Well, I never really wrote that song (although pandas popped up in "Sempreverde" and "Lute Score", only to have their heads shot off), but Jared Alexrod has written a podcast short story around the concept called "Pandas Just Want To Be Dogs". The direct link to the mp3 file is here. Watch out, though, the party scene gets pretty intense!
* Someone else helping save the world by recycling Momus cast-offs is bagrec, who found some limericks inside a promo copy of my first EP, bought from the Record and Tape Exchange in Camden. I'd sent the record to Ivo-Watts Russell, boss of 4AD Records and the man who released my first records, hoping he'd invite me back to the label (I was having trouble getting él Records to scrape up the cash for my first album at the time). The limericks are accompanied by some Edward Lear photocopies, some drawings of mine, and a few new limericks added in the comments section.
* "Some of Roger McGough's poems are slighter than limericks," The Guardian tells us in an interesting interview with the "Merseybeat" poet, now 68. "His early stuff was flippant and apologetic, mainly because he didn't want to be mistaken for a ponce. "If I'd written a serious poem I'd always end up making it funny, to prove to this imagined reader or listener, which would have been a fellow Liverpudlian, that I'm not better than you. It took a while to have the confidence to be serious."
* Ah, the influence of class stigmas on British creative forms! Defensive self-deprecation! The avoidance of the "poncy" higher ground! Rhodri Marsden's radio series "Timewasting" started yesterday on Resonance FM. The programme guide describes it as "lugubrious, self-deprecating commentary". Blow-by-blow accounts from listeners suggest that my fears that Rhodri would use opportunistic irony to turn London's most beard-stroking radio station into a vulgar parade of gimcrack pop were not unfounded: he played a Momus track within the first four minutes.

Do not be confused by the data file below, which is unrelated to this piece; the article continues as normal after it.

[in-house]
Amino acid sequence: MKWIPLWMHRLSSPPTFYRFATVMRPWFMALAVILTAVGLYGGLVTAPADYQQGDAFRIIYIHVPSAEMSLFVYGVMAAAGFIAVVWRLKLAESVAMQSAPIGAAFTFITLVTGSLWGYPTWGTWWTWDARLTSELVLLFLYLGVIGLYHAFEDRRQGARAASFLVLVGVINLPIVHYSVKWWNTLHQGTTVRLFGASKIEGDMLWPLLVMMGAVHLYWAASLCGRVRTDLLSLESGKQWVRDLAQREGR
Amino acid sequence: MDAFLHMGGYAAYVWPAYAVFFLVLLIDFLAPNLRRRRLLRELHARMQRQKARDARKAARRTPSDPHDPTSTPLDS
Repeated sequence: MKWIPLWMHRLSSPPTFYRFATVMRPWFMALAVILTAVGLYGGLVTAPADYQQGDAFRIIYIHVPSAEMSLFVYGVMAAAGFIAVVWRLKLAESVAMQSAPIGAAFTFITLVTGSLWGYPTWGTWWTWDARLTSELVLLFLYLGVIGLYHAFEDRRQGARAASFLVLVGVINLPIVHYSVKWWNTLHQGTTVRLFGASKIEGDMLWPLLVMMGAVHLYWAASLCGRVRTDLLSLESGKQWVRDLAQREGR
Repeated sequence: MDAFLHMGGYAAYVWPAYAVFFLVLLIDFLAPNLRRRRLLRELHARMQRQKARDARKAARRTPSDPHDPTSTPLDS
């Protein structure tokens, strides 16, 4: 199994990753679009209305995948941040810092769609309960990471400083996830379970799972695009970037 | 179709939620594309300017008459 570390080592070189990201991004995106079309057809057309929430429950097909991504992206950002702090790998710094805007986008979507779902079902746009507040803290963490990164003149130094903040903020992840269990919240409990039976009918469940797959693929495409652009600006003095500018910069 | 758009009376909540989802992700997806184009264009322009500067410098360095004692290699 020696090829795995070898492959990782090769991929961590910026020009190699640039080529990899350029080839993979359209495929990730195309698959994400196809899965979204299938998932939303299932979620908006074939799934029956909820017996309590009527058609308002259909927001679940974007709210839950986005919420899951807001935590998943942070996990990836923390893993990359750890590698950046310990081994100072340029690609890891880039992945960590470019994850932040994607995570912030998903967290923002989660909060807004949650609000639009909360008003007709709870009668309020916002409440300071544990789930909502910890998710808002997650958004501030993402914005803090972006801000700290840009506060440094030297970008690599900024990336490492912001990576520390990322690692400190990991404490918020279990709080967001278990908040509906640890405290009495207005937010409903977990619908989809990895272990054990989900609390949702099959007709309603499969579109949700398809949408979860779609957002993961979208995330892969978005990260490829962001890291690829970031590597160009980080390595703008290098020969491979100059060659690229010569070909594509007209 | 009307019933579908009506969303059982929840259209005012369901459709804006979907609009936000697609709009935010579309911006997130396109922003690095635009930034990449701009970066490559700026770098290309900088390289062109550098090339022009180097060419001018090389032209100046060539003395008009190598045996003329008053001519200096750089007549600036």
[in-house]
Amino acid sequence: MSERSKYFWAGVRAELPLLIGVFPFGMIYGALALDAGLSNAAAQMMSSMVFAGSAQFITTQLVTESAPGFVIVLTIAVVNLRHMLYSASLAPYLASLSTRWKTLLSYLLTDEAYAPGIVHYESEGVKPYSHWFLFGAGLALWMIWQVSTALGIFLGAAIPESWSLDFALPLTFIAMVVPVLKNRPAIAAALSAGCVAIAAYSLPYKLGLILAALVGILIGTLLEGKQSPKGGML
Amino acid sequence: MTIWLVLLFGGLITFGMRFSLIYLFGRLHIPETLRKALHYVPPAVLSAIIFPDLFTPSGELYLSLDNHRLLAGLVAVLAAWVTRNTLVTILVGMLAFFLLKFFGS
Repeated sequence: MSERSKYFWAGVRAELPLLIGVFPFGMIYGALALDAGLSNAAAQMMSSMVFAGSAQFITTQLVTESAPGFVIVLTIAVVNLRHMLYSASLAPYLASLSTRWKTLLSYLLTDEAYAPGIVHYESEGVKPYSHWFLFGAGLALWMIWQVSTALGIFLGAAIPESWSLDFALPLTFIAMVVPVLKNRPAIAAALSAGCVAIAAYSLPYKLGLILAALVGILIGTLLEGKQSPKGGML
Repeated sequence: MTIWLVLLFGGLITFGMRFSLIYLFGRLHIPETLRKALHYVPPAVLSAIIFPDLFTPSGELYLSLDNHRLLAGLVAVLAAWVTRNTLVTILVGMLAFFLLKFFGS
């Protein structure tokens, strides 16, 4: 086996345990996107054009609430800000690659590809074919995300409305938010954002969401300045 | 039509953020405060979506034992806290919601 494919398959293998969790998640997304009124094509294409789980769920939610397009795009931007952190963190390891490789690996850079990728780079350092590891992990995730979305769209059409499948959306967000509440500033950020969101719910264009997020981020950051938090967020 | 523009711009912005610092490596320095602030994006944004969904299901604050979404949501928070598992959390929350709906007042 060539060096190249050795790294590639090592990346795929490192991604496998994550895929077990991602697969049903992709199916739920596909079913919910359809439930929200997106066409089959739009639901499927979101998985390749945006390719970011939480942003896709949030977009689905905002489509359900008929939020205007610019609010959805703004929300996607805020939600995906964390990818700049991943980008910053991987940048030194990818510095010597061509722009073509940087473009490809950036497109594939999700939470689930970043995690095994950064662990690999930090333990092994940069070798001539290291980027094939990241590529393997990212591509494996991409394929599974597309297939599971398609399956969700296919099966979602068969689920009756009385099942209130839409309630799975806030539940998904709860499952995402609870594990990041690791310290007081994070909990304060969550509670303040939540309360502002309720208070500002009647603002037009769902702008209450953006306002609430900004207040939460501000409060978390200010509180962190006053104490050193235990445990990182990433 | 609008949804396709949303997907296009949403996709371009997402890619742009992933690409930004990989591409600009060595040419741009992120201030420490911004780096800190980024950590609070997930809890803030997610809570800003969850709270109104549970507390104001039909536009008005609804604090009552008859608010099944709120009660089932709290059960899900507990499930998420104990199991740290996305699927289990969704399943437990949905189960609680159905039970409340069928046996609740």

* If you want refuge from the commercial world, Radio 4's In Our Time this week sorts out the Rosicrucians from the Dominicans and the Franciscans in a guide to the monk cults of the 13th century. Gripping stuff, in a Name of the Rose sort of way.
* Another medieval monk-slash-murderer figure is Osama Bin Laden. In The Observer Peter Preston calls him "a fleeting, romantic horseman of the apocalypse high on some mountain skyline, a prophet in the mists." Reviewing his collected prose, Preston tells us that "bin Laden is a charismatic man of action, an eloquent preacher, a teacher of literature and a resilient, cunning, wonderfully briefed politician." Rather incongruously, he also tells us that his closest equivalent in the West is George W. Bush.
* The Observer has Rachel Cook say of Brian Sewell: "In his drawing room, we perch beside one of those weird fake fires that looks like a flickering bowl of barley sugar." Meanwhile, a much better art critic, Jerry Saltz of the Village Voice, worries that MoMA has become "a madman who thinks it is king. It is telling a story of modern art that only the museum itself believes."
* I don't believe the Durex survey which says that Japan is the industrialised country with the lowest levels of sexual activity. Something is going on in those love hotels. But many of the Tokyo kids interviewed by Japan Today about the survey seem to accept its findings: Chisato, 28, thinks that "people ought to have more sex in their lives. The problem is that many men are not aggressive enough in Japan. They are timid and do not hustle hard enough to get the opposite sex into bed." Kawachan, a cute 19 year-old boy, confirms her fears: "Having sex once a week sounds just about right to me," he says.
* The sap is rising in China, according to Robert Skidelsky in the New York Review of Books: